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Random House’s sci-fi imprint, Del Rey, is releasing a collection of stories that explores the perspective of minor characters in the Star Wars saga. Okorafor is one of 40 writers invited to contribute to the anthology titled Star Wars: From a Certain Point of View.

Here is what we know about Okorafor’s featured short story. In a series of tweets posted a few days ago, she revealed that her story is titled “Baptist.” She also said that it was written from the perspective of a creature called Dianoga, a pre-historic species in the Star Wars universe known to feed on organic waste.

Picture of a Dianoga

Are we surprised that of all the myriad background characters Okorafor could have starred in her story she opts for a monster? No. It’s Okorafor. She loves creatures. She has, in the past, dedicated an entire novel to creatures and plants, conspicuously making no mention of humans. A while back, she revealed that a major character in the Binti saga was partly inspired by a jelly fish she encountered in a pool in the United Arab Emirate. We’ve trolled her Instagram page enough to know that Okorafor has a soft spot for spiders, butterflies, birds, sea creatures, frogs, and all manner of non-human creatures. So no surprise here. Okorafor has an affinity to non-human creatures. Whether real or fantastical, creatures have always inspired her to tell the most amazing stories. We haven’t read “Baptist,” but we know it’s great. A blurb for the book notes that Okorafor’s story “brings dignity and depth to a most unlikely character: the monster in the trash compactor.”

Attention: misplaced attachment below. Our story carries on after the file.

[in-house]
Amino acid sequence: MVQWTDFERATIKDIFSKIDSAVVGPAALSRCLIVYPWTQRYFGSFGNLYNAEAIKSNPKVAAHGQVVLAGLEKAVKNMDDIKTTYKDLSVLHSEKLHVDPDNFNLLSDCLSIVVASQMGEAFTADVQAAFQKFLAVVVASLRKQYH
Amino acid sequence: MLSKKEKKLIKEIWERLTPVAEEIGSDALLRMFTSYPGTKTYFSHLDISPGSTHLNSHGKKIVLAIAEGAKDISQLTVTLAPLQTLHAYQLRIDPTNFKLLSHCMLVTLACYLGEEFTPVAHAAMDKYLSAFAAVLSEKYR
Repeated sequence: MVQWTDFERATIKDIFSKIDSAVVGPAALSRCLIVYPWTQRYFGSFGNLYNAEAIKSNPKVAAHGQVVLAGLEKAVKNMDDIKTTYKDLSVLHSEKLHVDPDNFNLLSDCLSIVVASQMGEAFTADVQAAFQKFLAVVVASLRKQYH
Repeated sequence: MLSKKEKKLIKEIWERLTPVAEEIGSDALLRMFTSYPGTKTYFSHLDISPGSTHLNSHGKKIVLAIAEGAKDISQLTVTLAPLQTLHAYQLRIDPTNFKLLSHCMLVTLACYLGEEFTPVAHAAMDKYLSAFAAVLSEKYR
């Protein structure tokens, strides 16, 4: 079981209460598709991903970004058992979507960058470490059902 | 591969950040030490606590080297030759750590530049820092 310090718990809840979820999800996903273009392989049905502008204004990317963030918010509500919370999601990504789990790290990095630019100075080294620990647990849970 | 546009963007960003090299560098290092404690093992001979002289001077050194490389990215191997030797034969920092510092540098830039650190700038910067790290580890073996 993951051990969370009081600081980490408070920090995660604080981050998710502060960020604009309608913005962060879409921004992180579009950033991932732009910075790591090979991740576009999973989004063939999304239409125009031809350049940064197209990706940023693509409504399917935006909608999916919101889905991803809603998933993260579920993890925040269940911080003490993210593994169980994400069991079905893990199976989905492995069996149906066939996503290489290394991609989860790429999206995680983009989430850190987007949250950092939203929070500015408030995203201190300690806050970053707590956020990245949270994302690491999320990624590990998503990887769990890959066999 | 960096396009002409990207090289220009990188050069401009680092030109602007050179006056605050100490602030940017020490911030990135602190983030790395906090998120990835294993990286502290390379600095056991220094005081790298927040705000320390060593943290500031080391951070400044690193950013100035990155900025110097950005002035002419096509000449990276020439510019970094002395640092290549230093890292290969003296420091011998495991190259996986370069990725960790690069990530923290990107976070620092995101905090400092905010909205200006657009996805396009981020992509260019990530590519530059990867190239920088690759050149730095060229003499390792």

The anthology was issued to celebrate the 40th anniversary of Star Wars. It is exciting that Okorafor’s work is included in the anthology. Star Wars is a huge transnational entertainment brand and iconic of global pop-culture. Okorafor’s participation tells us how much African writers and writing are representative of global literary trends and communities.

Congrats to Okorafor. The anthology comes out later this year in October. The writers were not paid for their story, in part, because all the proceeds from the sales of the book will go to charity.

Follow this link to learn more about the anthology.

 

 

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Ainehi Edoro is an Assistant Professor of English at the University of Wisconsin-Madison where she teaches African literature. She received her doctorate at Duke University. She is the founder and editor of Brittle Paper and series editor of Ohio University Press’s Modern African Writer’s imprint.

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